The invasion of humans and spotted hyenas likely drove the extinction of hyena species already in Europe–Pachycrocuta breverosti and Pliocrocuta perra.  The newcomers outcompeted the native hyenas for the narrow hunter/scavenger niche.

During full glacial maximums southern Italy and Spain served as refuges for species such as Elephas antiquus and a temperate-adapted species of rhino.  However, during the Last Glacial Maximum, the superior hunting humans (Homo sapiens) probably overhunted these species to extinction in their glacial refugia.


Muttoni G.; Giancarlo Scardio, and Dennis Kane

“Early Hominins in Europe: The Galerian Migration Hypothesis”

Quaternary Science Review 180 Jan 2018

Late Miocene/Early Pliocene Climate Change Caused Sudden Burst of Warbler Speciation

February 18, 2018

I had a good birding day a few weeks ago.  I was walking alongside Woodbridge Lake in Evans, Georgia, and I saw many of the aquatic species I almost always see there–Canadian geese, mallard ducks, pied-billed grebes, cormorants, great blue heron, and great egret.  But much to my surprise, I also saw an immature bald eagle.  When I first spotted it, I assumed it was a black vulture because there was a flock of those scavengers soaring over the lake.  The eagle briefly flew low enough for me to identify it.  A couple osprey were soaring above the eagle, and I wonder if the young eagle was following them to supplement its diet.  Eagles are notorious for stealing fish from ospreys.  A lone Cooper’s hawk was another unexpected species to make my birding list that day.  Away from the water I saw a small flock of pine warblers (Setophaga pinus) roosting near the top of a pine tree.  Pine warblers are the only year round resident warbler species in southeastern North America.  Myrtle warblers (Dendroica coronata) spend winters in the south, and many warbler species either spend summers in the region or pass through during spring and fall on their migrations north and south.  This sighting made me curious about the fossil record of warblers, so I did an internet search.  As far as I could determine, fossil evidence of warblers is non-existent.  This is not surprising.  Warblers inhabit forest environments where their remains are not likely to be preserved.  However, I did come across an interesting genetic study that determined a sudden burst of warbler speciation occurred during the late Miocene/early Pliocene.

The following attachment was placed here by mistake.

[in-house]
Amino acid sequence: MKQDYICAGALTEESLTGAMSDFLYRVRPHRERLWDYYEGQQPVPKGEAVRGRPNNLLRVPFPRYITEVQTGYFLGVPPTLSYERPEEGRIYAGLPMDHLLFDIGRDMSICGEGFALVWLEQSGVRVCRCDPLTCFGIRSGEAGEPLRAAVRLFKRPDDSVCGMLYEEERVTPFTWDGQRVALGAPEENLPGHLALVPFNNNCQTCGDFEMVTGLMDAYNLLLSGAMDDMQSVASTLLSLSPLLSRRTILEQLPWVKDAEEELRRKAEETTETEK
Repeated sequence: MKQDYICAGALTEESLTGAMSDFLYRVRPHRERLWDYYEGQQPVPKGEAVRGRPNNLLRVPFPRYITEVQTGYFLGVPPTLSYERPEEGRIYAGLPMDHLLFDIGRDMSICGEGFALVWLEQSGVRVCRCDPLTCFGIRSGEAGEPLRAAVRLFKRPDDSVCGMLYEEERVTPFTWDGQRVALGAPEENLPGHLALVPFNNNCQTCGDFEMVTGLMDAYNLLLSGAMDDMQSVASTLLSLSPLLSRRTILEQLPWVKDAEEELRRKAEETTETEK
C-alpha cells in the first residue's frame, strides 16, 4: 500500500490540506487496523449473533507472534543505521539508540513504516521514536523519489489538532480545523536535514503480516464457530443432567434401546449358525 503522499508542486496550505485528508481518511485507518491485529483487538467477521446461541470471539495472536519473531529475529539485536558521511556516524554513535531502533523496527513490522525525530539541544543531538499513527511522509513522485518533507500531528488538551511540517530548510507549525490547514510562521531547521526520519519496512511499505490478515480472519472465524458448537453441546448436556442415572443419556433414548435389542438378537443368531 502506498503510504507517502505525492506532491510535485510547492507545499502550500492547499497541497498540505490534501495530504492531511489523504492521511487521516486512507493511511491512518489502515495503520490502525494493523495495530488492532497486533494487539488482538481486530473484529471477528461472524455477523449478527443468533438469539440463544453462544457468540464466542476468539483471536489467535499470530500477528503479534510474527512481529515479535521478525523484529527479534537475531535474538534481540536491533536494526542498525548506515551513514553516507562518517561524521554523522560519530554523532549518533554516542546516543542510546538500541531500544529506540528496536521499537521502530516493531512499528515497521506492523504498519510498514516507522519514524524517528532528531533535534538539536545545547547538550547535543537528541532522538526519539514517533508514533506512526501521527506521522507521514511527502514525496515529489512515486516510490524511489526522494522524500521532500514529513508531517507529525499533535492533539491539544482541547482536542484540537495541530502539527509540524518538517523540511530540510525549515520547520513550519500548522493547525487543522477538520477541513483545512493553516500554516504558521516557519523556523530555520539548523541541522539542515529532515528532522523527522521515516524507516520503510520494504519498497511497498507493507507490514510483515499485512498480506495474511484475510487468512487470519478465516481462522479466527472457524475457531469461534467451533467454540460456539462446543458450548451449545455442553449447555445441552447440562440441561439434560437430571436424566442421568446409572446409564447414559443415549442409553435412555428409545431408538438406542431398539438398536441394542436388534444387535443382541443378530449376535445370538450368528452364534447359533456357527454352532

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I thought these were pine warblers, but a reader identified them as cedar waxwings, and I agree.  Nevertheless, my mistaken id inspired this blog entry.  I took this photo a few weeks ago.

This speciation event occurred between 4.5 million years BP-7 million years BP when climate became warmer and drier.  The authors of this study note this coincides with a time of faunal turnover.  Rhinos and species of 3-toed horses became extinct when warblers speciated into many different species.  They conclude the aridity fragmented forests, isolating many different populations of warblers that then evolved into unique species.  It’s a remarkable example of adaptive radiation, defined as the evolutionary lineage differentiation into a suite of closely related species differing in their use of ecological resources.  It resulted in the evolution of over 2 dozen species.  Warbler adaptive radiation differs from that of other species groups because there is little morphological difference between the species.  Darwin’s famous Galapagos Island finches evolved different bills depending upon which ecological niche they inhabited, but warblers remained very similar.